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  1035: Westminster Chapel, Buckingham Gate, Westminster

Westminster Chapel, Buckingham Gate, Westminster

Mystery Worshipper: Hurdy Gurdy.
The church: Westminster Chapel, Buckingham Gate, Westminster.
Denomination: The denomination seemed to be a sore subject; some mentioned it being a free evangelical church, while others said differently. The programme stated it was an evangelical church.
The building: Westminster Chapel has a long history, mainly through its community work with the poor. The building could be missed since the sign above the door is a bit small, rusty and could do with a polish, but the inside of the chapel is well worth a visit. Only the good Lord himself knows how they are going to clean those windows!
The church community: The chapel has a large deaf community. Signing is available at all services, and many of the hearing members have learnt to sign. The chapel also teaches sign language to church members in order to encourage the deaf community.
The neighbourhood: Westminster Chapel is 200 yards from Buckingham Palace and one mile north of Parliament. So I suppose it's unique in that it could be Tony and Lizzie's local. The church also has competition from Westminster Abbey, Westminster Cathedral and Westminster Central Hall.
The cast: The minister is the Rev. Greg Haslam, but this service was led by his stand-in, Paul Rogers, who is also the chapel's youth minister. Worship was led by "Rich".

What was the name of the service?
Sunday evening service.

How full was the building?
It was a disappointing turn out to start with, with less than 100 people turning up on time. But once the worship had ended, the chapel had filled up and around 250 people were in attendance. Westminster Chapel is so vast, though, that it still looked pretty empty.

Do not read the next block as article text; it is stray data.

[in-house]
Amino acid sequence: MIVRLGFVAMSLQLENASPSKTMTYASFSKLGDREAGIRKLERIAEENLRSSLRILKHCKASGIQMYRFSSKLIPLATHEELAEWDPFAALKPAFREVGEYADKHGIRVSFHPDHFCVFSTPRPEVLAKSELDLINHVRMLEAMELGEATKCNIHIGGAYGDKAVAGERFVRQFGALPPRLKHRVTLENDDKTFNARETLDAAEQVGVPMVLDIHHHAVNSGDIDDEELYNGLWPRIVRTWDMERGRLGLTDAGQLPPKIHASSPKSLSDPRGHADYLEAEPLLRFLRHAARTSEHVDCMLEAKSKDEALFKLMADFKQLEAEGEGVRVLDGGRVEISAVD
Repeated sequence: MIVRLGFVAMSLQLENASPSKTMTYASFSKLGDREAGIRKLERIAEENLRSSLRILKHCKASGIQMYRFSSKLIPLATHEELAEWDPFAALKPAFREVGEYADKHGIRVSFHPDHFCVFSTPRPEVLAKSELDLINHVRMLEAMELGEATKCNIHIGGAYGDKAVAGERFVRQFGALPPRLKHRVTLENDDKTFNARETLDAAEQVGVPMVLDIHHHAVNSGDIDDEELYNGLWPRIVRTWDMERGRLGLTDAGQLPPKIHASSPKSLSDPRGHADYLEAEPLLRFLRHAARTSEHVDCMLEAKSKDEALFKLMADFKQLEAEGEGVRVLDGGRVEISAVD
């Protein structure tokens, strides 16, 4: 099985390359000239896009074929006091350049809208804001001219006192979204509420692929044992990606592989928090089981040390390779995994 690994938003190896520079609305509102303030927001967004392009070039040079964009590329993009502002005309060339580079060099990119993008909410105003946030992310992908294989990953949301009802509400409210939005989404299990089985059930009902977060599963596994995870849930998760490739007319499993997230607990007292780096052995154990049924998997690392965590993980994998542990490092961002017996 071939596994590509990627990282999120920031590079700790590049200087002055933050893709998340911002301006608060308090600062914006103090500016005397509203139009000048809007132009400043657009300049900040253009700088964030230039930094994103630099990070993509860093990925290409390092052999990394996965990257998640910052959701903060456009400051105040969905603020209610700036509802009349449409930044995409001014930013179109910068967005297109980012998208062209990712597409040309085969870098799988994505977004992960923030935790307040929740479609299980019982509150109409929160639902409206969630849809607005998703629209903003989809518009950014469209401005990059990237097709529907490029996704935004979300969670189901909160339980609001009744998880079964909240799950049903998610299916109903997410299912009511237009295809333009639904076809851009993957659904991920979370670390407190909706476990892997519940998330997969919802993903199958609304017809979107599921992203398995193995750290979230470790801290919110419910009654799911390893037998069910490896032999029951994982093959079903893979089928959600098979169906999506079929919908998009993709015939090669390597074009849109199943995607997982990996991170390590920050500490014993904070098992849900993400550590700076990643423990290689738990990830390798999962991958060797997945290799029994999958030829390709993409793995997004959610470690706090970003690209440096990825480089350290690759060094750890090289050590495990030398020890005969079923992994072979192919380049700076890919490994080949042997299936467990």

Did anyone welcome you personally?
An official welcomer greeted me as though I was a long-lost friend. It was a bit OTT, to be honest, but top marks for effort. Inside was a different matter – no one said hello, but then, there were so few people anyway. One lady sat next to me and greeted me, but the lady on the other side didn't.

Was your pew comfortable?
The "screwed to the ground" pews were not the most comfortable of seating. There were long cushions in the pews, but they were made from the roughest material known to man. I suspect the cushions were as old as the chapel itself (1840), since the one I was sitting on was wearing away. It also appears that the chapel-goers have short legs; the pews in front gave no space for me to stretch my legs. I discovered that the most comfortable position was to sit low in the pew and raise your knees against the pew in front, but this was not ideal and I spent most of the time feeling cramped. Perhaps this is to encourage people to stand throughout the worship.

How would you describe the pre-service atmosphere?